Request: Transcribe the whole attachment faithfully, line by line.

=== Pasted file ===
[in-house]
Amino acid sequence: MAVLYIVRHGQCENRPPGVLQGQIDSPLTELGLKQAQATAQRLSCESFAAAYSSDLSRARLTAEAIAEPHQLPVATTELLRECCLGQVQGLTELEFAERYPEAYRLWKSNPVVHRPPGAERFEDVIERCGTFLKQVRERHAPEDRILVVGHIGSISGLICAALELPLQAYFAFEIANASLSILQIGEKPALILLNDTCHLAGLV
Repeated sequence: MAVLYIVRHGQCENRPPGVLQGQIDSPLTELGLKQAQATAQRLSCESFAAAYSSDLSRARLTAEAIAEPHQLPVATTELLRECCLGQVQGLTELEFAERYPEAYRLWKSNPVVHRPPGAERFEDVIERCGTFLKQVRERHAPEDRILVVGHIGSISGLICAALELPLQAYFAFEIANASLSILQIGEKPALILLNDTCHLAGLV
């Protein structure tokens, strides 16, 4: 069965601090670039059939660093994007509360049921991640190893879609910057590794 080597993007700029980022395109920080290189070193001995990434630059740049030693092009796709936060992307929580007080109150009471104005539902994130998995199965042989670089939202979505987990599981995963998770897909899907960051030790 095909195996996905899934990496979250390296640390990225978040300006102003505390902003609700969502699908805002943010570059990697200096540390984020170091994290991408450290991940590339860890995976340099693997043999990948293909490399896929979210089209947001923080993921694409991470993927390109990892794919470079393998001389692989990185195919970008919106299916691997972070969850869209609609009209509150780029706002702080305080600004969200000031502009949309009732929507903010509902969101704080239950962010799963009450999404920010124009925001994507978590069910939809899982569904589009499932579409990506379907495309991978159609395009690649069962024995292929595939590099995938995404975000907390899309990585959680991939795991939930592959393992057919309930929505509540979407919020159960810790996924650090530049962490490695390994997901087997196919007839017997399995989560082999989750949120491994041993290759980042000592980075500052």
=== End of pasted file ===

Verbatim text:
[in-house]
Amino acid sequence: MAVLYIVRHGQCENRPPGVLQGQIDSPLTELGLKQAQATAQRLSCESFAAAYSSDLSRARLTAEAIAEPHQLPVATTELLRECCLGQVQGLTELEFAERYPEAYRLWKSNPVVHRPPGAERFEDVIERCGTFLKQVRERHAPEDRILVVGHIGSISGLICAALELPLQAYFAFEIANASLSILQIGEKPALILLNDTCHLAGLV
Repeated sequence: MAVLYIVRHGQCENRPPGVLQGQIDSPLTELGLKQAQATAQRLSCESFAAAYSSDLSRARLTAEAIAEPHQLPVATTELLRECCLGQVQGLTELEFAERYPEAYRLWKSNPVVHRPPGAERFEDVIERCGTFLKQVRERHAPEDRILVVGHIGSISGLICAALELPLQAYFAFEIANASLSILQIGEKPALILLNDTCHLAGLV
């Protein structure tokens, strides 16, 4: 069965601090670039059939660093994007509360049921991640190893879609910057590794 080597993007700029980022395109920080290189070193001995990434630059740049030693092009796709936060992307929580007080109150009471104005539902994130998995199965042989670089939202979505987990599981995963998770897909899907960051030790 095909195996996905899934990496979250390296640390990225978040300006102003505390902003609700969502699908805002943010570059990697200096540390984020170091994290991408450290991940590339860890995976340099693997043999990948293909490399896929979210089209947001923080993921694409991470993927390109990892794919470079393998001389692989990185195919970008919106299916691997972070969850869209609609009209509150780029706002702080305080600004969200000031502009949309009732929507903010509902969101704080239950962010799963009450999404920010124009925001994507978590069910939809899982569904589009499932579409990506379907495309991978159609395009690649069962024995292929595939590099995938995404975000907390899309990585959680991939795991939930592959393992057919309930929505509540979407919020159960810790996924650090530049962490490695390994997901087997196919007839017997399995989560082999989750949120491994041993290759980042000592980075500052």